11. 11. <ul><li>Stakeholder groups can be divided into two categories: </li></ul><ul><ul><li>Market stakeholders </li></ul></ul><ul><ul><li>Nonmarket stakeholders </li></ul></ul><ul><li>Drawing “Maps” of stakeholder systems, with the business firm in the center, is one way to visualize the relationships between the firm and its stakeholders </li></ul>Market and Nonmarket Stakeholders
  12. 12. <ul><li>Market stakeholders are those that engage in economic transactions with the company as it carries out its primary purpose of providing society with goods and services </li></ul><ul><ul><li>Sometimes referred to as primary stakeholders </li></ul></ul>Market Stakeholder Employees Suppliers Customers Creditors Stockholders Distributors Firm
  13. 13. <ul><li>Nonmarket stakeholders are people or groups who, although they do not engage in direct economic exchange with the firm, are affected by or can affect its actions. </li></ul><ul><ul><li>Sometimes called secondary stakeholders </li></ul></ul>Nonmarket Stakeholders Communities Media Public Activists Government NGO’s Firm
  14. 14. <ul><li>Process to identify relevant stakeholders and to analyze their interest, influence and power </li></ul><ul><li>Asks 4 questions: </li></ul><ul><ul><li>Who are the relevant stakeholders? </li></ul></ul><ul><ul><li>What are the interests of each stakeholder? </li></ul></ul><ul><ul><li>What is the power of each stakeholder? (voting, political, legal, economic) </li></ul></ul><ul><ul><li>How are coalitions likely to form and what would they be? </li></ul></ul>Stakeholder Analysis
  15. 15. Mapping Stakeholder Landscapes, Boston College’s Center for Corporate Citizenship (Relevant)
  16. 16. <ul><li>The action component following stakeholder analysis </li></ul><ul><ul><li>Once you know who your stakeholders are, their interests, power, and any coalitions, do you take action to engage with these groups? </li></ul></ul><ul><li>Companies tend to follow a progression of stages in stakeholder engagement (next slide) </li></ul>Stakeholder Engagement
  17. 17. <ul><li>Inactive </li></ul><ul><ul><li>Companies ignore stakeholder concerns </li></ul></ul><ul><li>Reactive </li></ul><ul><ul><li>Companies act only when forced to do so </li></ul></ul><ul><li>Proactive </li></ul><ul><ul><li>Companies try to anticipate stakeholder concerns </li></ul></ul><ul><li>Interactive </li></ul><ul><ul><li>Companies actively engage with stakeholders in an ongoing relationship of mutual respect, openness, and trust </li></ul></ul>Stakeholder Engagement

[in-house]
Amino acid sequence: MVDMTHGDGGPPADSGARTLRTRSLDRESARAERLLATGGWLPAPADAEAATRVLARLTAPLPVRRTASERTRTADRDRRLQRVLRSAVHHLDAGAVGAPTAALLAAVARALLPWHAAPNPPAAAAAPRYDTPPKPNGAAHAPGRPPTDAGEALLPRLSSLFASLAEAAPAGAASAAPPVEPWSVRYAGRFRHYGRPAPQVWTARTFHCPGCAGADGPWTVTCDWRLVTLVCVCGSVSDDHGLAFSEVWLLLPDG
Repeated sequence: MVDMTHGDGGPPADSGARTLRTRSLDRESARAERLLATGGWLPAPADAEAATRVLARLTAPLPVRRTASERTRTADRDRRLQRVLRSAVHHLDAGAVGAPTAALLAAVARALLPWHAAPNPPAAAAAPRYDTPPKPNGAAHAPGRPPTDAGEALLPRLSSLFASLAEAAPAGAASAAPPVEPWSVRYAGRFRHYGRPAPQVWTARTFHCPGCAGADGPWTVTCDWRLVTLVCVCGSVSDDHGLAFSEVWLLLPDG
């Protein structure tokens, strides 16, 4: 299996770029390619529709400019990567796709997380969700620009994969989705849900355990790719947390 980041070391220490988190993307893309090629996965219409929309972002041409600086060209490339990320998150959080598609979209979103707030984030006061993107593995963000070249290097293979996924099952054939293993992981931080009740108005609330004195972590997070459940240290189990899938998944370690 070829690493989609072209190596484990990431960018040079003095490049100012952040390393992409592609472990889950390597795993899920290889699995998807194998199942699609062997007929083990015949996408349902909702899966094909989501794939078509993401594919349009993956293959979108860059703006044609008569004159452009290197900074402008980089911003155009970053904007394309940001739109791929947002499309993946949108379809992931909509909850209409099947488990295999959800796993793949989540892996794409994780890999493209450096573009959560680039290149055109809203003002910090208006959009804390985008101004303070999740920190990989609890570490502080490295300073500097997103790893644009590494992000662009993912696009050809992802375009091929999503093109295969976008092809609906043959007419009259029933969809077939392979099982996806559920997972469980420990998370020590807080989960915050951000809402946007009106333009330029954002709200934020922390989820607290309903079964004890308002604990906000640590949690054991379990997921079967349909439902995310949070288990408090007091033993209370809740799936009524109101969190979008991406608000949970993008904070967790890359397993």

18. 18. <ul><li>Helps companies learn about societal expectations </li></ul><ul><li>Generates creative solutions to problems </li></ul><ul><li>Helps win stakeholder support for implementing solutions </li></ul><ul><li>Can neutralize critics </li></ul><ul><li>Can improve corporate reputation for taking constructive action </li></ul>Stakeholder Engagement and Dialogue Benefits
  19. 19. <ul><li>Stakeholder data is complex and dynamic </li></ul><ul><li>Need to develop and keep current </li></ul><ul><li>Stakeholders are disappearing into the web </li></ul><ul><li>X and Y generations have different attitudes, alliances and loyalties </li></ul><ul><li>Finding the ‘real’ stakeholders for your activities becoming more difficult </li></ul>Challenges in 2010
  20. 20. <ul><li>Find out what’s important to your stakeholders </li></ul><ul><li>Stakeholders should be considered because business and society are interdependent </li></ul><ul><li>We should evaluate market and non-market stakeholders </li></ul><ul><li>Formal process should identify relevant stakeholders </li></ul><ul><li>Stakeholders should be then engaged in order to identify expectations, create solutions and win support </li></ul>Summary - Stakeholders
  21. 21. <ul><li>In December 1996, in Humboldt County, California, Julia Hill climbed a redwood tree (which she dubbed Luna) to prevent Pacific Lumber from cutting down sequoias. </li></ul><ul><li>The company played into her hands by threatening to cut down Luna with Hill in it, even sending helicopters to threaten her perch. </li></ul><ul><li>By playing Goliath, the company transformed Hill into a heroic, media-beloved David. </li></ul><ul><li>She lived in Luna on a platform 150 feet above the ground for two years until Pacific Lumber agreed to preserve the tree and surrounding forest. </li></ul>Side Note: The Case of Julia Hill